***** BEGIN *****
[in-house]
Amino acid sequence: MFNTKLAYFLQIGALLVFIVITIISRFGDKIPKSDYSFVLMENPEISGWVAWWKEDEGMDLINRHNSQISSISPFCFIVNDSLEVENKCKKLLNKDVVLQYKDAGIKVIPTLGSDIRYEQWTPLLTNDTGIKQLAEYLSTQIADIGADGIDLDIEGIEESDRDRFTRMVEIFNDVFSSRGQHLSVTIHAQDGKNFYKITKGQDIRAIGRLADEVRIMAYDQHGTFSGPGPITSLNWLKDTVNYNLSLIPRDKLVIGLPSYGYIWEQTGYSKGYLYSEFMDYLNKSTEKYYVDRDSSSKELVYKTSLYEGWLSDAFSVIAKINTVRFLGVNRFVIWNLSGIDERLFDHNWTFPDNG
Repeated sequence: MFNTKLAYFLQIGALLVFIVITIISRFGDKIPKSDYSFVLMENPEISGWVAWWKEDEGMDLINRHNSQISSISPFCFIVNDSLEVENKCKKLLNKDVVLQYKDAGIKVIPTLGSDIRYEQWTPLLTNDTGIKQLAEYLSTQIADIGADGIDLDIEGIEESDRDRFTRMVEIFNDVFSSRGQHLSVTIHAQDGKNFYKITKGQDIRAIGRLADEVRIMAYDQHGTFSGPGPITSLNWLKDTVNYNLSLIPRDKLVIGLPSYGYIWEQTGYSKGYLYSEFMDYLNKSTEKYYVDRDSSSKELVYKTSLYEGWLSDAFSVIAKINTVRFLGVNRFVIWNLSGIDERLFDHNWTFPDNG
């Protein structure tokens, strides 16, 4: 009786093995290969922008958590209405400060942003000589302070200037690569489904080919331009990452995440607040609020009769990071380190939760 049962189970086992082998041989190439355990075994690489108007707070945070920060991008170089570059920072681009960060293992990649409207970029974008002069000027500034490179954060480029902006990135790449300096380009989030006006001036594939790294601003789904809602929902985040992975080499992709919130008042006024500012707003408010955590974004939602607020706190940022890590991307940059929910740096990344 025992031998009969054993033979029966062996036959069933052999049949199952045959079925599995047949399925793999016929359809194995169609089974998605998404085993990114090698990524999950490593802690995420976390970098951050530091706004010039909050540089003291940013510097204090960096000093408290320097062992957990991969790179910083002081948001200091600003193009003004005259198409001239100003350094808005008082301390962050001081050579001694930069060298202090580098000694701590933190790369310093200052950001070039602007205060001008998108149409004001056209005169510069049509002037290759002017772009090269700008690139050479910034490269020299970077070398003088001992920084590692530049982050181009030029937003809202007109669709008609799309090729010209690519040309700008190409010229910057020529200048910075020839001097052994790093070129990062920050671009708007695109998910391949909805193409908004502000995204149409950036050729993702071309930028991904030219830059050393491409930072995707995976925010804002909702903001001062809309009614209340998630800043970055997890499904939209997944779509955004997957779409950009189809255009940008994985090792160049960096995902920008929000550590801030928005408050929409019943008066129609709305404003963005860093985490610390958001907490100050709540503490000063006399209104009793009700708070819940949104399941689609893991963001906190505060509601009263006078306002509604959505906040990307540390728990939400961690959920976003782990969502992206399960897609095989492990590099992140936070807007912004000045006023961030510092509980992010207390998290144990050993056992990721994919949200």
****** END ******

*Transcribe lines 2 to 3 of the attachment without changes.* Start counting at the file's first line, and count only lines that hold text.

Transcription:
Amino acid sequence: MFNTKLAYFLQIGALLVFIVITIISRFGDKIPKSDYSFVLMENPEISGWVAWWKEDEGMDLINRHNSQISSISPFCFIVNDSLEVENKCKKLLNKDVVLQYKDAGIKVIPTLGSDIRYEQWTPLLTNDTGIKQLAEYLSTQIADIGADGIDLDIEGIEESDRDRFTRMVEIFNDVFSSRGQHLSVTIHAQDGKNFYKITKGQDIRAIGRLADEVRIMAYDQHGTFSGPGPITSLNWLKDTVNYNLSLIPRDKLVIGLPSYGYIWEQTGYSKGYLYSEFMDYLNKSTEKYYVDRDSSSKELVYKTSLYEGWLSDAFSVIAKINTVRFLGVNRFVIWNLSGIDERLFDHNWTFPDNG
Repeated sequence: MFNTKLAYFLQIGALLVFIVITIISRFGDKIPKSDYSFVLMENPEISGWVAWWKEDEGMDLINRHNSQISSISPFCFIVNDSLEVENKCKKLLNKDVVLQYKDAGIKVIPTLGSDIRYEQWTPLLTNDTGIKQLAEYLSTQIADIGADGIDLDIEGIEESDRDRFTRMVEIFNDVFSSRGQHLSVTIHAQDGKNFYKITKGQDIRAIGRLADEVRIMAYDQHGTFSGPGPITSLNWLKDTVNYNLSLIPRDKLVIGLPSYGYIWEQTGYSKGYLYSEFMDYLNKSTEKYYVDRDSSSKELVYKTSLYEGWLSDAFSVIAKINTVRFLGVNRFVIWNLSGIDERLFDHNWTFPDNG